Reading Little Bee

Last call for the Books Giveaway to win the book of your choice by December 1.

The Sunday Salon.com

lbee“I was realizing, right there, that it was one thing to learn the Queen’s English from books and newspapers in my detention cell, and quite another thing to actually speak the language with the English.” [4]

The back of the ARC reads: “It is a truly special story and we don’t want to spoil it. Nevertheless, you need to know something, so we will just say this: It is extremely funny, but the African beach is horrific…Once you have read it, you’ll want to tell everyone about it. When you do, please don’t tell them what happens either. The magic is in how it unfolds.”

This book rocks. Innovative, tantalizing, and addictive. No sooner had I opened to the first page was I completely taken into the world of Little Bee, the Nigerian refugee girl who spent two years in a detention center in Essex. But there is more to her story that the book will only unfold it at its own pace at the right time. She was one of the few surviving victims of a three-way oil war that annihilated her village.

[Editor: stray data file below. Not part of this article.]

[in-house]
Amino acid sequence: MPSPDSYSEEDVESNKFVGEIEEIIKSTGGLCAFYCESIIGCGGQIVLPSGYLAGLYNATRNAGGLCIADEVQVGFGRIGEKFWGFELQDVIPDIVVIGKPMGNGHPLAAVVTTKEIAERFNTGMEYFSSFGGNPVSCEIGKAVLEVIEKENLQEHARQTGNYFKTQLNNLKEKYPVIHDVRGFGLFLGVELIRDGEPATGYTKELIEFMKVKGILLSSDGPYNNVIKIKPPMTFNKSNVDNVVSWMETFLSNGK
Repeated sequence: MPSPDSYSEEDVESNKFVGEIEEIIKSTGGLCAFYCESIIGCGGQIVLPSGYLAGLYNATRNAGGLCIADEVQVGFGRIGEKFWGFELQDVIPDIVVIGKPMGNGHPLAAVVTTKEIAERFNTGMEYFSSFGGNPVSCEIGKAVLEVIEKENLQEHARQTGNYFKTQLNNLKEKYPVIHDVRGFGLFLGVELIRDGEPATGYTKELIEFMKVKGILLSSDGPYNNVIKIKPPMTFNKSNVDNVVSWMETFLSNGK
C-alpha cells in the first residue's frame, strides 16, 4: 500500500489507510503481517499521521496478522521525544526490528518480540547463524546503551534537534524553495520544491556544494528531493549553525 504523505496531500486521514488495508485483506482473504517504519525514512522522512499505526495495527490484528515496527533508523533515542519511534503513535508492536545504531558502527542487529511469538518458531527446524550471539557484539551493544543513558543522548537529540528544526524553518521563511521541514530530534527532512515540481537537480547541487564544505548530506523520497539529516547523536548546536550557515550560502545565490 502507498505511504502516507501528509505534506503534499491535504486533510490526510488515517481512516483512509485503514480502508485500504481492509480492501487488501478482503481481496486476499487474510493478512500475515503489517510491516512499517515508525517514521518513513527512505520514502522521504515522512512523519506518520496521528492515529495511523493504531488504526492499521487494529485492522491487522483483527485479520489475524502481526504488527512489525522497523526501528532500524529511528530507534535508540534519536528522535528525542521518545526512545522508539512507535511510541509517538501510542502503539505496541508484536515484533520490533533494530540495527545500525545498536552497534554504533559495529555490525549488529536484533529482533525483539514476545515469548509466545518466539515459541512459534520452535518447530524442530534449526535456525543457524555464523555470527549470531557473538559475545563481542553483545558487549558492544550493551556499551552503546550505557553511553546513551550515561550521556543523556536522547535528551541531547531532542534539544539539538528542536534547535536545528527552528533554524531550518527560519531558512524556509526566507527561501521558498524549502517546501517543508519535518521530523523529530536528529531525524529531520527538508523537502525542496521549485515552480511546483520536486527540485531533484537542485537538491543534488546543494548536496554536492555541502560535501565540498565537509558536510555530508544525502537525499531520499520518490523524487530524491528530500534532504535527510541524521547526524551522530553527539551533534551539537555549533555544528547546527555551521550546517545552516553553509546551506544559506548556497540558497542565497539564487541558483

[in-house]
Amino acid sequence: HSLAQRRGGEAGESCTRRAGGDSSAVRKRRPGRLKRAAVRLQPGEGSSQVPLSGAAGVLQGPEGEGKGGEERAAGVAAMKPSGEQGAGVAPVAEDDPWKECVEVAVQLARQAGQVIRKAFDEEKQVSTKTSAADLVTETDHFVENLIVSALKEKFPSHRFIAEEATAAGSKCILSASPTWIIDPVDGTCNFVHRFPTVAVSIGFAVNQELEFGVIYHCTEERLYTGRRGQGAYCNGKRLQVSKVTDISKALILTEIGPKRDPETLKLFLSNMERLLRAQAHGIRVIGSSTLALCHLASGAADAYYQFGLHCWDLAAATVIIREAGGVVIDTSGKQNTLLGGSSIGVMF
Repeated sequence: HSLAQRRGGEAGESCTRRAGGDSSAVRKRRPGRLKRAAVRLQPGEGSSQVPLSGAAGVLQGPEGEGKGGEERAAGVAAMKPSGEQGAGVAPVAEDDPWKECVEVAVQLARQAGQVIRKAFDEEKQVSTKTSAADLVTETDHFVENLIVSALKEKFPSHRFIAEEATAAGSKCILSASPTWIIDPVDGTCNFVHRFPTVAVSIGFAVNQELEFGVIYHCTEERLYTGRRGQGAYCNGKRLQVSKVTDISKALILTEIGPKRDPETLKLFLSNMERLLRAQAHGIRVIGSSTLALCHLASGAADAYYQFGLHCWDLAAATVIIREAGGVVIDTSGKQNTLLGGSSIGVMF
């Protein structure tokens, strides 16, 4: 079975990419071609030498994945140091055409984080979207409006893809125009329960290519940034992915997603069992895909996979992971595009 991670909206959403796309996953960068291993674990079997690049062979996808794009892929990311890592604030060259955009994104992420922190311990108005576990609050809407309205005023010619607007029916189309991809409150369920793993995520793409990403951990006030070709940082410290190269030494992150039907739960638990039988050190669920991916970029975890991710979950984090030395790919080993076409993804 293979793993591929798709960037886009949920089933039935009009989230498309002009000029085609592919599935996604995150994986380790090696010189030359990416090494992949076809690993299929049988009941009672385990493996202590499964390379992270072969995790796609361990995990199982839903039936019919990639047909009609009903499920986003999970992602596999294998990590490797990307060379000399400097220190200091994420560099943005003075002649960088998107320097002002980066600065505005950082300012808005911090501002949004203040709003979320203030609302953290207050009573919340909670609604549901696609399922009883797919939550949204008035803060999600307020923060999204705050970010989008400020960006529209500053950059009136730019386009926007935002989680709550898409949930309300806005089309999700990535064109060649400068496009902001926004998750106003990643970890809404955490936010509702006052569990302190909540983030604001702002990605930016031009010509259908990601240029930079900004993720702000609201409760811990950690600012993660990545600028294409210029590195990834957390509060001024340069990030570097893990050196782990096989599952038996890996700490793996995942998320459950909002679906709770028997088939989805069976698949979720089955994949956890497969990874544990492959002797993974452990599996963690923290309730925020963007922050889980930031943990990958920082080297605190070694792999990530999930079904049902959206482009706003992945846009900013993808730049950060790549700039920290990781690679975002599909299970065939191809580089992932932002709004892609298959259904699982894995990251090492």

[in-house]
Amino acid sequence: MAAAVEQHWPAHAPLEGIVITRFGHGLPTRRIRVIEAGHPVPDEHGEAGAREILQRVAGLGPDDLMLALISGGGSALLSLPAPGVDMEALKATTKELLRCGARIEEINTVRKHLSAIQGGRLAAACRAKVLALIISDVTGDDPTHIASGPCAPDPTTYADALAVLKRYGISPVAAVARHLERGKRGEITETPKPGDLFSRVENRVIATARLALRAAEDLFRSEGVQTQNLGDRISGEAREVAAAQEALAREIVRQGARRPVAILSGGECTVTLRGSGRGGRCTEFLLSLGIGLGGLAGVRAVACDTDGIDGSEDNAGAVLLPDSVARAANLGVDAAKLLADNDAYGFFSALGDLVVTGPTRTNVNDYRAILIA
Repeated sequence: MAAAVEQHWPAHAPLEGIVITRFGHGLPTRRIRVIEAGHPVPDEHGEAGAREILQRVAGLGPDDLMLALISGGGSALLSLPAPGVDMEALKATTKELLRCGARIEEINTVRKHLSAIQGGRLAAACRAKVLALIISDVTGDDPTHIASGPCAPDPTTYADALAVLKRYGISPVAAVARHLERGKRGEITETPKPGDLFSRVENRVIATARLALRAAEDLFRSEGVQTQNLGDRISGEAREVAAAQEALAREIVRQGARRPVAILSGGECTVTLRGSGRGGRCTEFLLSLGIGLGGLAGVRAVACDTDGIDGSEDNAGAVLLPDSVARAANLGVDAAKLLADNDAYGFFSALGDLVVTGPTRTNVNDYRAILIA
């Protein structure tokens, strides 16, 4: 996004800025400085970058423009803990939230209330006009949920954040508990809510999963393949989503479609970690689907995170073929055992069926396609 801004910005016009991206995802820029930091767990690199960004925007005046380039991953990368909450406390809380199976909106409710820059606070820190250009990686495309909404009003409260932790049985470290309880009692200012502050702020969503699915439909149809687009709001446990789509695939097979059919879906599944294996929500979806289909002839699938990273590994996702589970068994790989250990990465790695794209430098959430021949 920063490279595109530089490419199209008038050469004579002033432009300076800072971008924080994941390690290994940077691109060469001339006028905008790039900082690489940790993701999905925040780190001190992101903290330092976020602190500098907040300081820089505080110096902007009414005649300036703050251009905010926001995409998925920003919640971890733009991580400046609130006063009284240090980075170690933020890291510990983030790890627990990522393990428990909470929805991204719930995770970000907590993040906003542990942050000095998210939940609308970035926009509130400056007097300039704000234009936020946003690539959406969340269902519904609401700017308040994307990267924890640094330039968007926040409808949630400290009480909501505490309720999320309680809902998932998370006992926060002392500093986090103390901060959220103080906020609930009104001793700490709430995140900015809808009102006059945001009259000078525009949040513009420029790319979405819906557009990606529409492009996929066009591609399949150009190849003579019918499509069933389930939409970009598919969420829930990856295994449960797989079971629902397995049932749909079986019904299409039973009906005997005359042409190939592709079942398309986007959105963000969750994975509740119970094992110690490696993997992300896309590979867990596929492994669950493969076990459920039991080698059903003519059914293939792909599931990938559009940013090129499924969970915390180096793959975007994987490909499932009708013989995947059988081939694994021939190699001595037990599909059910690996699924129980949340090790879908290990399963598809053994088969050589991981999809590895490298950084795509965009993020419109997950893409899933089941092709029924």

“Then you will know the truth, and the truth will set you free.” (John 8:32) As for Little Bee (and some of us), it’s far better not to know the truth, to have that painful ruminations of what happened on the Nigerian beach deleted from her brain for good. It’s better to not be in the know unless you’re fully prepared to cope with it.It’s like a wife who finds out about her husband’s affair and she is not angry at the adultery but the cover story. More to come later, I have to sop up this book before the weekend is over.